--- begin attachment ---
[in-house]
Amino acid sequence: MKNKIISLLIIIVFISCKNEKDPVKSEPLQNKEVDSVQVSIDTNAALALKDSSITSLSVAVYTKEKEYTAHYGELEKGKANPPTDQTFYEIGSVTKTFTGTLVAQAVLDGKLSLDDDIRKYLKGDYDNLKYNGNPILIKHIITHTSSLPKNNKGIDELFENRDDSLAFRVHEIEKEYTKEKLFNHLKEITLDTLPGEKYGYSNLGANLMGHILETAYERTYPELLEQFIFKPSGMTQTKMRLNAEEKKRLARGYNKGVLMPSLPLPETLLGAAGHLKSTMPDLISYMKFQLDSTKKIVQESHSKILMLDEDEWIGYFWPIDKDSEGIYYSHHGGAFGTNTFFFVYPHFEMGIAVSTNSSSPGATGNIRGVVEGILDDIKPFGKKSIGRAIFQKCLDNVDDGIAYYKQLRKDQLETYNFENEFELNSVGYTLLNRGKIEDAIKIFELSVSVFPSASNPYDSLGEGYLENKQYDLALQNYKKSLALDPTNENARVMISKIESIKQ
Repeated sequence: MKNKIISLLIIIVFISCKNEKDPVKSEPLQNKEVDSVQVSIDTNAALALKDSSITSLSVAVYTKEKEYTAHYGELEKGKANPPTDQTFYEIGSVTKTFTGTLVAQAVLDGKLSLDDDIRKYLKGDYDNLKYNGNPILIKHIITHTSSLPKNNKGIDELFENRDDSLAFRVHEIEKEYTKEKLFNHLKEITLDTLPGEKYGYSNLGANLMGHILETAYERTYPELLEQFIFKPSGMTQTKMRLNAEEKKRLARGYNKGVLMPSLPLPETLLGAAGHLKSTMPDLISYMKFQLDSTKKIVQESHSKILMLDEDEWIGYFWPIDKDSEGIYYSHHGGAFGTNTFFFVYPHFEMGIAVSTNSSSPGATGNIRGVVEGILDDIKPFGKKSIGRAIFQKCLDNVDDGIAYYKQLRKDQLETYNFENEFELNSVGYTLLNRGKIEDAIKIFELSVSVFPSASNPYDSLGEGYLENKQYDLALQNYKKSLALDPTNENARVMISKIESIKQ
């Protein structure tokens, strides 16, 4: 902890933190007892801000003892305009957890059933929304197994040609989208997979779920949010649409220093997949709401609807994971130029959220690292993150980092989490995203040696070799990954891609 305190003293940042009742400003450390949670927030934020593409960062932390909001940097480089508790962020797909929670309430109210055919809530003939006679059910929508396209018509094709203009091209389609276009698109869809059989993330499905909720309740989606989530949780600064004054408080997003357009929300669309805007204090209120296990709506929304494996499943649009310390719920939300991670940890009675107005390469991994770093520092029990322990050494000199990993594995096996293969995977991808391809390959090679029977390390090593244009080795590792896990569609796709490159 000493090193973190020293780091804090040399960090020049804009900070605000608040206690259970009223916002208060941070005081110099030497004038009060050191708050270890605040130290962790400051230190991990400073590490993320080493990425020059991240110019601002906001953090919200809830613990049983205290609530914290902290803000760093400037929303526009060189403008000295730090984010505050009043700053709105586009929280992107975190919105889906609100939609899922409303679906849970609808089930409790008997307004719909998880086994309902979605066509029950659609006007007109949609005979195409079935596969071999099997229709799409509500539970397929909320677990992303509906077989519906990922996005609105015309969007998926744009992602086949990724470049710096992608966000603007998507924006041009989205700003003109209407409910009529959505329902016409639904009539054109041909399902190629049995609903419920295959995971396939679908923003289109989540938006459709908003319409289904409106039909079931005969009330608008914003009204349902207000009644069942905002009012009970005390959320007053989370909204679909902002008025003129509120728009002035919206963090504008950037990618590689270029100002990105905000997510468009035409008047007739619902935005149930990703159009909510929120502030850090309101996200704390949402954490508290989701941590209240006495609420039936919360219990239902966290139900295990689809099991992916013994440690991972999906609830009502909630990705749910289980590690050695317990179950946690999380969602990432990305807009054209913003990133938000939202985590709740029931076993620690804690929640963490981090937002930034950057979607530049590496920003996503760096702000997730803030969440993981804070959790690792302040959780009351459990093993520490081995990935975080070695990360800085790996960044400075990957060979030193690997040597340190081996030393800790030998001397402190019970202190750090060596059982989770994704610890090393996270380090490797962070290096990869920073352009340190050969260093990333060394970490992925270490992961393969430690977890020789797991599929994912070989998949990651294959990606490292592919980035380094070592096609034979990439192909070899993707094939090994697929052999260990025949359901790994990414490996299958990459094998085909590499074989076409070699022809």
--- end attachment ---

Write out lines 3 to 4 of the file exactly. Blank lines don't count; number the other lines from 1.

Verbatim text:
Repeated sequence: MKNKIISLLIIIVFISCKNEKDPVKSEPLQNKEVDSVQVSIDTNAALALKDSSITSLSVAVYTKEKEYTAHYGELEKGKANPPTDQTFYEIGSVTKTFTGTLVAQAVLDGKLSLDDDIRKYLKGDYDNLKYNGNPILIKHIITHTSSLPKNNKGIDELFENRDDSLAFRVHEIEKEYTKEKLFNHLKEITLDTLPGEKYGYSNLGANLMGHILETAYERTYPELLEQFIFKPSGMTQTKMRLNAEEKKRLARGYNKGVLMPSLPLPETLLGAAGHLKSTMPDLISYMKFQLDSTKKIVQESHSKILMLDEDEWIGYFWPIDKDSEGIYYSHHGGAFGTNTFFFVYPHFEMGIAVSTNSSSPGATGNIRGVVEGILDDIKPFGKKSIGRAIFQKCLDNVDDGIAYYKQLRKDQLETYNFENEFELNSVGYTLLNRGKIEDAIKIFELSVSVFPSASNPYDSLGEGYLENKQYDLALQNYKKSLALDPTNENARVMISKIESIKQ
């Protein structure tokens, strides 16, 4: 902890933190007892801000003892305009957890059933929304197994040609989208997979779920949010649409220093997949709401609807994971130029959220690292993150980092989490995203040696070799990954891609 305190003293940042009742400003450390949670927030934020593409960062932390909001940097480089508790962020797909929670309430109210055919809530003939006679059910929508396209018509094709203009091209389609276009698109869809059989993330499905909720309740989606989530949780600064004054408080997003357009929300669309805007204090209120296990709506929304494996499943649009310390719920939300991670940890009675107005390469991994770093520092029990322990050494000199990993594995096996293969995977991808391809390959090679029977390390090593244009080795590792896990569609796709490159 000493090193973190020293780091804090040399960090020049804009900070605000608040206690259970009223916002208060941070005081110099030497004038009060050191708050270890605040130290962790400051230190991990400073590490993320080493990425020059991240110019601002906001953090919200809830613990049983205290609530914290902290803000760093400037929303526009060189403008000295730090984010505050009043700053709105586009929280992107975190919105889906609100939609899922409303679906849970609808089930409790008997307004719909998880086994309902979605066509029950659609006007007109949609005979195409079935596969071999099997229709799409509500539970397929909320677990992303509906077989519906990922996005609105015309969007998926744009992602086949990724470049710096992608966000603007998507924006041009989205700003003109209407409910009529959505329902016409639904009539054109041909399902190629049995609903419920295959995971396939679908923003289109989540938006459709908003319409289904409106039909079931005969009330608008914003009204349902207000009644069942905002009012009970005390959320007053989370909204679909902002008025003129509120728009002035919206963090504008950037990618590689270029100002990105905000997510468009035409008047007739619902935005149930990703159009909510929120502030850090309101996200704390949402954490508290989701941590209240006495609420039936919360219990239902966290139900295990689809099991992916013994440690991972999906609830009502909630990705749910289980590690050695317990179950946690999380969602990432990305807009054209913003990133938000939202985590709740029931076993620690804690929640963490981090937002930034950057979607530049590496920003996503760096702000997730803030969440993981804070959790690792302040959780009351459990093993520490081995990935975080070695990360800085790996960044400075990957060979030193690997040597340190081996030393800790030998001397402190019970202190750090060596059982989770994704610890090393996270380090490797962070290096990869920073352009340190050969260093990333060394970490992925270490992961393969430690977890020789797991599929994912070989998949990651294959990606490292592919980035380094070592096609034979990439192909070899993707094939090994697929052999260990025949359901790994990414490996299958990459094998085909590499074989076409070699022809």